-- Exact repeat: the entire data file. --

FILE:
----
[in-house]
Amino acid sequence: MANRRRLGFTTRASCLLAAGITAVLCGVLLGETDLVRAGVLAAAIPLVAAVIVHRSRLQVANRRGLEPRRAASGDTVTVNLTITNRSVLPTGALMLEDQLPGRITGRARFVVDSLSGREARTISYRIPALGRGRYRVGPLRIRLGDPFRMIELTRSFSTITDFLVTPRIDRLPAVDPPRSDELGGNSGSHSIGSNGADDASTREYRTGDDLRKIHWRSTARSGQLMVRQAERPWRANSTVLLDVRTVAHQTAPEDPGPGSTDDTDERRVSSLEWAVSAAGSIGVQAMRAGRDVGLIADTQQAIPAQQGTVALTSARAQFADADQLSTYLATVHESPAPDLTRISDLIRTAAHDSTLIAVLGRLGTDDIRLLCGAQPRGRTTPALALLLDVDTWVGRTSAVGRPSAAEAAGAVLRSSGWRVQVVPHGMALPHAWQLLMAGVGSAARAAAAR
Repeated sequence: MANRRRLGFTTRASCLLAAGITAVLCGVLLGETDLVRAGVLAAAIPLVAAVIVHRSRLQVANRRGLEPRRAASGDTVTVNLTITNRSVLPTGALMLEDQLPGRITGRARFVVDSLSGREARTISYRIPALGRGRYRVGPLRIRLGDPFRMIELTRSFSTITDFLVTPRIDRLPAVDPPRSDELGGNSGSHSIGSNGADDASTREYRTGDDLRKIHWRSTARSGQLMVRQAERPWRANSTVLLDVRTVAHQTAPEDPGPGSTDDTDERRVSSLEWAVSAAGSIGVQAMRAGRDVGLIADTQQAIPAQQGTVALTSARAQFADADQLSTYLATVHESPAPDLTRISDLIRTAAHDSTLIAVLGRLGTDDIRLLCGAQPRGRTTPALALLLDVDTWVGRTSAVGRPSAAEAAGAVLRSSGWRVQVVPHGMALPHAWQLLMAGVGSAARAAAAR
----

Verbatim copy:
[in-house]
Amino acid sequence: MANRRRLGFTTRASCLLAAGITAVLCGVLLGETDLVRAGVLAAAIPLVAAVIVHRSRLQVANRRGLEPRRAASGDTVTVNLTITNRSVLPTGALMLEDQLPGRITGRARFVVDSLSGREARTISYRIPALGRGRYRVGPLRIRLGDPFRMIELTRSFSTITDFLVTPRIDRLPAVDPPRSDELGGNSGSHSIGSNGADDASTREYRTGDDLRKIHWRSTARSGQLMVRQAERPWRANSTVLLDVRTVAHQTAPEDPGPGSTDDTDERRVSSLEWAVSAAGSIGVQAMRAGRDVGLIADTQQAIPAQQGTVALTSARAQFADADQLSTYLATVHESPAPDLTRISDLIRTAAHDSTLIAVLGRLGTDDIRLLCGAQPRGRTTPALALLLDVDTWVGRTSAVGRPSAAEAAGAVLRSSGWRVQVVPHGMALPHAWQLLMAGVGSAARAAAAR
Repeated sequence: MANRRRLGFTTRASCLLAAGITAVLCGVLLGETDLVRAGVLAAAIPLVAAVIVHRSRLQVANRRGLEPRRAASGDTVTVNLTITNRSVLPTGALMLEDQLPGRITGRARFVVDSLSGREARTISYRIPALGRGRYRVGPLRIRLGDPFRMIELTRSFSTITDFLVTPRIDRLPAVDPPRSDELGGNSGSHSIGSNGADDASTREYRTGDDLRKIHWRSTARSGQLMVRQAERPWRANSTVLLDVRTVAHQTAPEDPGPGSTDDTDERRVSSLEWAVSAAGSIGVQAMRAGRDVGLIADTQQAIPAQQGTVALTSARAQFADADQLSTYLATVHESPAPDLTRISDLIRTAAHDSTLIAVLGRLGTDDIRLLCGAQPRGRTTPALALLLDVDTWVGRTSAVGRPSAAEAAGAVLRSSGWRVQVVPHGMALPHAWQLLMAGVGSAARAAAAR